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How to Evaluate a Drone Law Attorney in 5 Easy Steps *

How to Evaluate a Drone Law Attorney in 5 Easy Steps*

By Jeffrey Antonelli, Antonelli Law

I was recently given some free advice from someone who works with a legacy international company that is a household word. He is also a serial entrepreneur and he gave me some unsolicited, helpful advice.

He told me I should increase my Google ranking by having articles published (outside of this blog) with certain appropriate keywords – like drone lawyer, drone law, UAS – and sprinkle them throughout several times in the content so that search bots “feel” its right. Oh, and to have those articles link back to our law firm website at Antonelli-Law.com. 

I know he is right. That will probably work. During the Great Recession I accepted a dinner-with-a-catch function sponsored by American Family Insurance. That very nice dinner included some helpful hints to writing blog content. One of those pieces of advice was to include a number in the headline like 3 Ways to Catch Your Spouse Cheating, The Top Ten Hollywood Actors Who Have Gotten Fat, or How to Evaluate a Drone Law Attorney in 5 Easy Steps.

One of the things that motivates me personally, a core value if you will, is my authenticity. I have the freedom in my law practice to actually implement authenticity in my practice since it is my own firm. I require it and related behaviors including honesty in everyone I hire and associate with. It is even in the legal contract all my employees must sign to be a part of my firm.

Now that drone law is not new as it was in January 2014 when I launched our drone law practice (March 2014 PR here) there seems to be a lot more competition from other lawyers –  including some I have my doubts about. That is to be expected with something that is often in the news and thought of as a “hot” area like drones .  Some I don’t mind and they should be fine – I see some lawyers who are manned aviation pilots, and that makes sense for drones. But I see others who are clearly in it to make a buck only (my opinion) including copying the motivation that I and a certain much more famous drone lawyer who is no longer in private practice have had – flying RC planes – by using RC planes as props.

I think my passion for flying drones and rc planes and the really intriguing technology that brought me to drone law in 2013 including flight stabilization and fpv will continue to push me to keep learning and be on the cutting edge. I remember watching someone at my flying field with a multirotor perhaps in 2012. How was he controlling each of the motors at one time? That made me eventually learn about flight controllers and their inception at least for the hobby folks, using components from their game consoles and cell phones.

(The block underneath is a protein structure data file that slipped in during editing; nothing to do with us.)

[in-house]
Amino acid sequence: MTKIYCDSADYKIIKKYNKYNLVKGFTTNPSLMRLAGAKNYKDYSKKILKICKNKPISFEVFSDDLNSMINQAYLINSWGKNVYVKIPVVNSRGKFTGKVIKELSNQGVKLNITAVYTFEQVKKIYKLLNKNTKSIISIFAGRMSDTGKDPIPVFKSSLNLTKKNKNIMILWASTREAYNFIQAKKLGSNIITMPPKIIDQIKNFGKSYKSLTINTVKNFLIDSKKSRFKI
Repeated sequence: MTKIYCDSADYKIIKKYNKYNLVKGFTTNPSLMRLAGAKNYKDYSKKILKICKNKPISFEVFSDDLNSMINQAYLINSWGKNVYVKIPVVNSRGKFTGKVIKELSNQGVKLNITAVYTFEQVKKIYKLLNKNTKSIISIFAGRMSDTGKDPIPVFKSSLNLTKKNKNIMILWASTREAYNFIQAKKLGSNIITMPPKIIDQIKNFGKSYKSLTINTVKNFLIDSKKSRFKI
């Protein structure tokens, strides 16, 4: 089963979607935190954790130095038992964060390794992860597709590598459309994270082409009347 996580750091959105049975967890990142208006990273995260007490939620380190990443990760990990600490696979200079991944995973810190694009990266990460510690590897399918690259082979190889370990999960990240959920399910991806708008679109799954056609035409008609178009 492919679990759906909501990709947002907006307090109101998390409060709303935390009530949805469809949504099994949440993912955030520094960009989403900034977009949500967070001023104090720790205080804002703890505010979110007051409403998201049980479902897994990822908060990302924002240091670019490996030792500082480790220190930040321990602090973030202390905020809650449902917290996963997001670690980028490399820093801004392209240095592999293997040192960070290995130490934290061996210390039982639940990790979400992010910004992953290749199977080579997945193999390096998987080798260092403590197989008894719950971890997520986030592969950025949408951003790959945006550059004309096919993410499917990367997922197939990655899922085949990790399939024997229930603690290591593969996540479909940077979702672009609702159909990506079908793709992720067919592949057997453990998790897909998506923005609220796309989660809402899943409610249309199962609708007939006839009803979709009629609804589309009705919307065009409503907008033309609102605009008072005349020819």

One of my former bosses, who had been a capital partner at a very large law firm, once told me that for lawyers to do a great job it often means putting in a real effort to dig deeply. This might mean checking more legal cases, taking another deposition, and cross-checking testimony from a number of different people. In drone law, I think it means continuing to delve deep into the regulations (proposed and final); maintaining and growing relationships with subject matter experts far and wide in aviation, government, law, and technology; and attending the substantive meetings at conferences where the real experts of technology are talking, not just the fun demonstrations of robots, selfies, and media opportunities.

But it also means going back to what got me started in this field – flying fixed wing rc airplanes. I will never do the incredible things my friend Kevin does here, but it is something I enjoy and it brings together friendship, sunny skies, and flying.

One of the things that drone law will be called upon to answer are the concerns about privacy. I don’t think many law firms throwing their hat into the “drone law” ring will have much to say about it. One thing that I think makes my drone law firm great is my co-counsel Mark Del Bianco. Mark holds the Certified Information Privacy Professional/US designation from the International Association of Privacy Professionals. Mark has been involved with the internet, cloud, telecommunications law and privacy for a long time.